Secrets of Ancient Egypt

In a twist of my ancient history section of the blog, some news from ancient Egypt rather than Rome.

I came across a few articles recently, which just make me itch to send Felix on a long road-trip… I think you’d agree they’re just delicious 😉

First, it seems like Ancient Egyptians Mastered Mummification Long Before the Time of Pharaohs. Like everything else in history, it’s a reminder that things don’t just pop up suddenly. History is often far more involved and convoluted then we tend to think. In fact, whenever I come a across a ‘single reason’ argument that tries to explain something – anything – in history, it automatically makes me cringe and/or yell in frustration. (If you’ve read my article about historical combat and the stress I put on context, you know what I mean.)

Another interesting discovery is a ‘One of a Kind’ 4,400-year-old Tomb Discovered in Egypt:

Next, for the main course of this article (a comment whose taste will be made clear soon enough) we have some specific details: Ancient Egyptian mummification ‘recipe’ revealed. The title is probably a bit too dramatic, as titles often are, as the general ingredients have been known for a while. Interestingly, when analysing the specific formula the researchers have identified tree resin, likely used for its antibacterial properties.

Another ingredient that was possibly used for the same reasons is honey.

Honey is an amazing thing. Due to several factors of its chemical composition (hyper-saturation of sugars, bee enzymes, etc.) it doesn’t spoil. It has long been used in medicine, as well as one of the world’s oldest alcoholic drinks (mead). Jars of honey have been found in ancient Egyptian tombs, either as buried treasures or offering to the gods. There is some evidence that it was also used as an ingredient in mummification.

Which brings me to this friend-of-a-friend anecdote:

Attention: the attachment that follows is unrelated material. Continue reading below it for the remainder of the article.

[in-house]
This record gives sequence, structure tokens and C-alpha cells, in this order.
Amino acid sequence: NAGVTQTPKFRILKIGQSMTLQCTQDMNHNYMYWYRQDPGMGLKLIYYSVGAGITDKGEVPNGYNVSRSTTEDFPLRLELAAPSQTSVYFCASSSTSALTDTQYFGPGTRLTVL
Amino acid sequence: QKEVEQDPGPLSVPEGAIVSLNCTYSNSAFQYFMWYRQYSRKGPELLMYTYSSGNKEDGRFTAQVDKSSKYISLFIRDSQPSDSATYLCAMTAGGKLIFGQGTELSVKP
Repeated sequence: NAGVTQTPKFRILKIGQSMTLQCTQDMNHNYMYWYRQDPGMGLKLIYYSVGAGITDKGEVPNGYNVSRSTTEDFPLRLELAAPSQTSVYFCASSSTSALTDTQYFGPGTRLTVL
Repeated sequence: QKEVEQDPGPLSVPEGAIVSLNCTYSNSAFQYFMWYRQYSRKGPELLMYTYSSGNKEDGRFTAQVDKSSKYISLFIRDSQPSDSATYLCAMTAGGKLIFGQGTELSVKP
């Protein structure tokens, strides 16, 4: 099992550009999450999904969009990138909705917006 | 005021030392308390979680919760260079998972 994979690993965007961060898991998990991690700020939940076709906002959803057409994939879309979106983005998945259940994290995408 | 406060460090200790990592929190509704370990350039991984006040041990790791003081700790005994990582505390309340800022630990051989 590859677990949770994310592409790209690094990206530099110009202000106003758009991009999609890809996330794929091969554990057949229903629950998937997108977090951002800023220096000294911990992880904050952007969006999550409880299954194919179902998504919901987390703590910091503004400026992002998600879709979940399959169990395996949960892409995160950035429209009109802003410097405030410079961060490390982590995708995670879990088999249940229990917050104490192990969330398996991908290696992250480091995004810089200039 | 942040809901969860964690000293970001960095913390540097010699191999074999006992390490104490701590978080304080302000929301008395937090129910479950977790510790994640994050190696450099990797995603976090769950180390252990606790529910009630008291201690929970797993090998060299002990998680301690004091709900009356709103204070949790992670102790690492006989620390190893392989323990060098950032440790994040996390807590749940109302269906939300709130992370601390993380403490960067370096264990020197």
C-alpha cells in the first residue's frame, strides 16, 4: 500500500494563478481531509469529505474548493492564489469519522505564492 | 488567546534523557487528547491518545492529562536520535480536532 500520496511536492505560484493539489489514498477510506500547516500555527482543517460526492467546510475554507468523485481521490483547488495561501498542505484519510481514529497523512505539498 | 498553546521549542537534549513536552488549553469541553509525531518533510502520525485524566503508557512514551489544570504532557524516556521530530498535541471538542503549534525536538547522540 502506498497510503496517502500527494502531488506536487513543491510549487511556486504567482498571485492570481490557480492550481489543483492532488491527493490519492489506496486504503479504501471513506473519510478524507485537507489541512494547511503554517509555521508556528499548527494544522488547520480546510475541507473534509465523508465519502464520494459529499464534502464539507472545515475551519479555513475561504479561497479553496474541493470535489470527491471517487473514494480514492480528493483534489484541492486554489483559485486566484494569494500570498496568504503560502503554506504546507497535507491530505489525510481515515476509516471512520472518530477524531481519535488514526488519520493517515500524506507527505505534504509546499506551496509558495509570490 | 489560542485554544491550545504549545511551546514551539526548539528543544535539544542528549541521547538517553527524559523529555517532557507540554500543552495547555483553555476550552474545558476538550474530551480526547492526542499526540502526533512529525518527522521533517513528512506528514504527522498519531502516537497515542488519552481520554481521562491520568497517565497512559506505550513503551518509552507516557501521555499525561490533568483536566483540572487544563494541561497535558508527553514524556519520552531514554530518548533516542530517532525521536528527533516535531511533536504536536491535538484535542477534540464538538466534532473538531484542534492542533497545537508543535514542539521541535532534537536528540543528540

The Egyptians also preserved their dead in honey. ‘Abd
el-Latif relates that an Egyptian worthy of belief told him
that once when he and several others were occupied in
exploring the graves and seeking for treasure near the
Pyramids, they came across a sealed jar, and having
opened it and found that it contained honey, they began to
eat it. Some one in the party remarked that a hair in the
honey turned round one of the fingers of the man who was
dipping his bread in it, and as they drew it out the body of a
small child appeared with all its limbs complete and in a good
state of preservation; it was well dressed, and had upon it
numerous ornaments.

Sir Ernest Alfred Wallis Budge, The Mummy: Chapters on Egyptian Funereal Archaeology, 1894, p.183

This may make you go off sweets for a while, but it isn’t too far fetched. Herodotus reports that Assyrians embalmed their dead in honey, and evidence of the practice has been found from the Caucasus to Egypt to China (though if you ask me, mellification stems from a Chinese misunderstanding of reports of the practice). In fact, it’s possible that the body of Alexander the Great was submerged in honey to preserve it. Plutarch cites Egyptian mummification, but Wallis Budge suggests honey as there was a two year gap between dying in Mesopotamia till his body was moved to Egypt, and the technique was known in both places.

Despite his corpse being moved and reburied occasionally, Alexander’s body was reputedly finally preserved in a vat of clear honey in his mausoleum in Alexandria. It has remained on display, looking lifelike for centuries. So lifelike, in fact, that 300 years later, Augustus, allegedly, accidentally, broke his nose off. (One wonders if our moralistic first emperor had sticky fingers, or was just after extra aroma in his mulsum…)

Anyway, for anyone who knows me and my fascination with ancient “recipes” — any volunteers? Felix would like to try something…


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